• 22. © Hortonworks Inc. 2013 YARN – Implementing Applications • What else do I need to know? – Resource Allocation & Usage – ResourceRequest ! – Container ! – ContainerLaunchContext! – LocalResource! – ApplicationMaster – ApplicationId – ApplicationAttemptId! – ApplicationSubmissionContext! 22
  • 23. © Hortonworks Inc. 2013 YARN – Resource Allocation & Usage! • ResourceRequest! – Fine-grained resource ask to the ResourceManager – Ask for a specific amount of resources (memory, cpu etc.) on a specific machine or rack – Use special value of * for resource name for any machine Page 23 ResourceRequest! priority! resourceName! capability! numContainers!
  • 24. © Hortonworks Inc. 2013 YARN – Resource Allocation & Usage! • ResourceRequest! ! Page 24 priority! capability! resourceName! numContainers! ! 0! ! <2gb, 1 core>! host01! 1! rack0! 1! *! 1! 1! <4gb, 1 core>! *! 1!
  • 25. © Hortonworks Inc. 2013 YARN – Resource Allocation & Usage! • Container! – The basic unit of allocation in YARN – The result of the ResourceRequest provided by ResourceManager to the ApplicationMaster – A specific amount of resources (cpu, memory etc.) on a specific machine Page 25 Container! containerId! resourceName! capability! tokens!
  • 26. © Hortonworks Inc. 2013 YARN – Resource Allocation & Usage! • ContainerLaunchContext! – The context provided by ApplicationMaster to NodeManager to launch the Container! – Complete specification for a process – LocalResource used to specify container binary and dependencies – NodeManager responsible for downloading from shared namespace (typically HDFS) Page 26 ContainerLaunchContext! container! commands! environment! localResources! LocalResource! uri! type!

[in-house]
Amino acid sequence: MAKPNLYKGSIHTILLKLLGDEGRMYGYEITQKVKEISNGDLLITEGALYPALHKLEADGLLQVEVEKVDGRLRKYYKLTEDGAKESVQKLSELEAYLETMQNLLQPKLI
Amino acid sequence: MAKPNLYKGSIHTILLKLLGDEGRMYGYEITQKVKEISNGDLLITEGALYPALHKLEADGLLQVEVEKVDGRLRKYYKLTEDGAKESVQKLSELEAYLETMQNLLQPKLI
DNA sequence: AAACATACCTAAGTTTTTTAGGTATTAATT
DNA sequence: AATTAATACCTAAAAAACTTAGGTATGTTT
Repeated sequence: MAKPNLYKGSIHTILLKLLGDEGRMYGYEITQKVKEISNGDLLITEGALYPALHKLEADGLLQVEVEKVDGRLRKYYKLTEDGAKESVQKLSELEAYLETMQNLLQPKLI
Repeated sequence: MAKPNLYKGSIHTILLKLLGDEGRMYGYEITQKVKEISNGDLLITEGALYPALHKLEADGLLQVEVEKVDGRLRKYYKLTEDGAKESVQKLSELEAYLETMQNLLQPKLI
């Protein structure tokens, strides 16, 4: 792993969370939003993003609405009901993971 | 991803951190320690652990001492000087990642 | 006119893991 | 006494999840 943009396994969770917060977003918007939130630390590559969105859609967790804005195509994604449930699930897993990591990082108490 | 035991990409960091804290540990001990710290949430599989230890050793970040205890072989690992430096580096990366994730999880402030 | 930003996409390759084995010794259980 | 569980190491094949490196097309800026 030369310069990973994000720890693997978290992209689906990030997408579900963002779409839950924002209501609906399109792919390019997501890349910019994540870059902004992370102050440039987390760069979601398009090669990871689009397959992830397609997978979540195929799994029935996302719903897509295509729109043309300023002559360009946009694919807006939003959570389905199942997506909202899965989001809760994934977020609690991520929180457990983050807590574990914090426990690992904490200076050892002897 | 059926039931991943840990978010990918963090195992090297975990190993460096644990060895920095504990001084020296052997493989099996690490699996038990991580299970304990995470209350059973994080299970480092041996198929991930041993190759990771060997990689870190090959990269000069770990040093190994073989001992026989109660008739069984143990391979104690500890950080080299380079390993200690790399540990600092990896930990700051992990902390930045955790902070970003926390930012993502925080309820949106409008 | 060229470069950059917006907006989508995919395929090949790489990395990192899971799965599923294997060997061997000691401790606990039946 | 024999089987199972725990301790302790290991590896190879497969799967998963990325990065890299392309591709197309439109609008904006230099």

• 27. © Hortonworks Inc. 2013 YARN - ApplicationMaster • ApplicationMaster – Per-application controller aka container_0! – Parent for all containers of the application – ApplicationMaster negotiates all it’s containers from ResourceManager – ApplicationMaster container is child of ResourceManager – Think init process in Unix – RM restarts the ApplicationMaster attempt if required (unique ApplicationAttemptId) – Code for application is submitted along with Application itself Page 27
  • 28. © Hortonworks Inc. 2013 YARN - ApplicationMaster • ApplicationMaster – ApplicationSubmissionContext is the complete specification of the ApplicationMaster, provided by Client – ResourceManager responsible for allocating and launching ApplicationMaster container Page 28 ApplicationSubmissionContext! resourceRequest! containerLaunchContext! appName! queue!
  • 29. © Hortonworks Inc. 2013 YARN Application API - Overview • hadoop-yarn-client module • YarnClient is submission client api • Both synchronous & asynchronous APIs for resource allocation and container start/stop • Synchronous API – AMRMClient! – AMNMClient! • Asynchronous API – AMRMClientAsync! – AMNMClientAsync! Page 29
  • 30. © Hortonworks Inc. 2012 NodeManager   NodeManager   NodeManager   NodeManager   Container  1.1   Container  2.4   ResourceManager   NodeManager   NodeManager   NodeManager   NodeManager   NodeManager   NodeManager   NodeManager   NodeManager   Container  1.2   Container  1.3   AM  1   Container  2.2   Container  2.1   Container  2.3   AM2   Client2     New Application Request: YarnClient.createApplication! Submit Application: YarnClient.submitApplication! 1 2 YARN Application API – The Client Scheduler